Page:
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  • 345.9 Epilepsy


  • G40.909 Epilepsy, epileptic, epilepsia (attack) (cerebral) (convulsion) (fit) (seizure)


  • 5A: Primary Prevention/Risk Reduction for Loss of Balance and Falling1

  • 5C: Impaired Motor Function and Sensory Integrity Associated with Nonprogressive Disorders of the Central Nervous System—congenital origin or acquired in infancy or childhood2

  • 5D: Impaired Motor Function and Sensory Integrity Associated with Nonprogressive Disorders of the Central Nervous System—acquired in adolescence or adulthood3


A physical therapist is evaluating a 15-year-old boy with a history of epilepsy since the age of 12. The boy suffered a medial collateral ligament tear during the last epileptic seizure 2 weeks ago. During the interview, the boy states that he has heard exercise will help him not have epileptic episodes. The physical therapist explains the interaction between exercise and epilepsy and proceeds to develop a plan of care to address the knee instability and exercise tolerance.



  • Chronic disorder of various causes characterized by recurrent seizures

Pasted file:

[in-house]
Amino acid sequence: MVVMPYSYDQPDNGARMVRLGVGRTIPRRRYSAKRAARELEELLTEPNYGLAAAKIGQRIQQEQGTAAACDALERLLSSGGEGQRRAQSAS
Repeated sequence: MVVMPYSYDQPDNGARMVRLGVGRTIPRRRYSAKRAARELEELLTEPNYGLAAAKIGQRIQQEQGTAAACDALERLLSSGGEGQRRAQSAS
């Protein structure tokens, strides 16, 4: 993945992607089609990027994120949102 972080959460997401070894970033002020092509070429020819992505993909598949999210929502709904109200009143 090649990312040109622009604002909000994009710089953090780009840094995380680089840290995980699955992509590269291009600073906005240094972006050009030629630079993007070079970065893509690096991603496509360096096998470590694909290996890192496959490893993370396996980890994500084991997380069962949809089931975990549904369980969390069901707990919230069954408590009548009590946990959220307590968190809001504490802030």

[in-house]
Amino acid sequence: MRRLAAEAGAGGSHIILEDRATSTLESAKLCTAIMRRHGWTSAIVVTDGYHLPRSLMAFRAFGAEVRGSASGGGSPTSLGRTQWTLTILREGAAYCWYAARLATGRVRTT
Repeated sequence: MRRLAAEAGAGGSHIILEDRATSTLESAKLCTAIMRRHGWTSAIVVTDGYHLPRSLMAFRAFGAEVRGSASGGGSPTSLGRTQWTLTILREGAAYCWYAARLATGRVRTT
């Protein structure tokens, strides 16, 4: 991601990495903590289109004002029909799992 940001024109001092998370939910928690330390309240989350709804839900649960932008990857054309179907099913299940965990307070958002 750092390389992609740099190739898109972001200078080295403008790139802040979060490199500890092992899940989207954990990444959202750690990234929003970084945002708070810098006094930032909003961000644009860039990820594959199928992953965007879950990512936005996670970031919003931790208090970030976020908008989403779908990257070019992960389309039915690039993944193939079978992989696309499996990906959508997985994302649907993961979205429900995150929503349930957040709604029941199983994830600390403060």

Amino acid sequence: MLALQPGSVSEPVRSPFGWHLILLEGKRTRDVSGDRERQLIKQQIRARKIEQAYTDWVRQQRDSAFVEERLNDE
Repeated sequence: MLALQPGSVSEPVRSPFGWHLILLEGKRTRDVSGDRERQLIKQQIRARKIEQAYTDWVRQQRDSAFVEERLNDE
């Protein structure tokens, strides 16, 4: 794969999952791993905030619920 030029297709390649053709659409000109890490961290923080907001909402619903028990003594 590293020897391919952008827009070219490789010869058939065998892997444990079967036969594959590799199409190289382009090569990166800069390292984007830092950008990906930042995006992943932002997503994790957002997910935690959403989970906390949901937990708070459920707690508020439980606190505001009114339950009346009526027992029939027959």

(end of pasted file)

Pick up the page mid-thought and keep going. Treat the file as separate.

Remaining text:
• Seizures result from sudden and excessive electrical discharge of large groups of neurons.

Essentials of Diagnosis

  • Diagnosis requires that the individual experience seizures, but not all seizures are indicative of epilepsy.

  • Epilepsy can be caused by any major category of serious disease or human disorder.

  • Approximately 1% of cases result from genetic disease

  • People with idiopathic or primary epilepsies share the following features:

    • Variable family history

    • Generalized spike-wave abnormality on electroencephalogram (EEG)

    • Onset in childhood or adolescence

  • Development of epilepsy in an individual who suffers brain injury is influenced by family history and premorbid and postmorbid EEG abnormalities.

General Considerations

  • Third most common serious neurologic disease in the elderly, following stroke and dementia.

  • Depression commonly occurs in people with epilepsy.

    • Suggested that the hippocampus, implicated in both mood disorders and seizures, is likely link between depression and epilepsy.

  • Events that may trigger seizure in people with epilepsy include

    • Stress

    • Poor nutrition

    • Missed medication

    • Skipping meals

    • Flickering lights

    • Illness

    • Fever and allergies

    • Lack of sleep

    • Strong emotions

    • Heat and humidity

  • Fear of seizure may cause self-restriction of activities resulting in deconditioning, reduced balance strategy, loss of muscle strength, and endurance.


Distribution of the main types of epilepsy by age. Apparent is the overrepresentation of absence and myoclonic seizures in childhood and of complex partial seizures in older individuals. (Adapted from Hauser WA, Annegers JF: Epidemiology of epilepsy. In: Laidlaw JP, Richens A, Chadwick D, eds. Textbook of Epilepsy, 4th ed. New York, NY: Churchill Livingstone; 1992: 23–45 and Engel J Jr, Pedley TA. Epilepsy: A Comprehensive Textbook. Philadelphia, PA: Davis, 1998.)


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